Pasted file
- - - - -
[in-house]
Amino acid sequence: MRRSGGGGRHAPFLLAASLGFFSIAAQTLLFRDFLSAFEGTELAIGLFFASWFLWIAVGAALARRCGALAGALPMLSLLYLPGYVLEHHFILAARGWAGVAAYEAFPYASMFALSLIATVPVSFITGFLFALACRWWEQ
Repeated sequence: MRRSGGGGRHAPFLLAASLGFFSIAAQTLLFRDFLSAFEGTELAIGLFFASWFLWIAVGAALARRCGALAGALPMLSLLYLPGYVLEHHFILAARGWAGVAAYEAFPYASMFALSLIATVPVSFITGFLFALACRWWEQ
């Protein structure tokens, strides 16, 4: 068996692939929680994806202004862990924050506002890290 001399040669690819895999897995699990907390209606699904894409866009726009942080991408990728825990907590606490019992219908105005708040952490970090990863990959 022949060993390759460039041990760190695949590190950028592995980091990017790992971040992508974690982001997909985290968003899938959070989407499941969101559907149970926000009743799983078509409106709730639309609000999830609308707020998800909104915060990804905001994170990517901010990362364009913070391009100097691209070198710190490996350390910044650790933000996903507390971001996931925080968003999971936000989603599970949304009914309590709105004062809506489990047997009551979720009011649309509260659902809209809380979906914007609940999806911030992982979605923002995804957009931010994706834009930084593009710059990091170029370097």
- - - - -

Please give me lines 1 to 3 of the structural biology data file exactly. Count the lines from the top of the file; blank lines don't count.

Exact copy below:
[in-house]
Amino acid sequence: MRRSGGGGRHAPFLLAASLGFFSIAAQTLLFRDFLSAFEGTELAIGLFFASWFLWIAVGAALARRCGALAGALPMLSLLYLPGYVLEHHFILAARGWAGVAAYEAFPYASMFALSLIATVPVSFITGFLFALACRWWEQ
Repeated sequence: MRRSGGGGRHAPFLLAASLGFFSIAAQTLLFRDFLSAFEGTELAIGLFFASWFLWIAVGAALARRCGALAGALPMLSLLYLPGYVLEHHFILAARGWAGVAAYEAFPYASMFALSLIATVPVSFITGFLFALACRWWEQ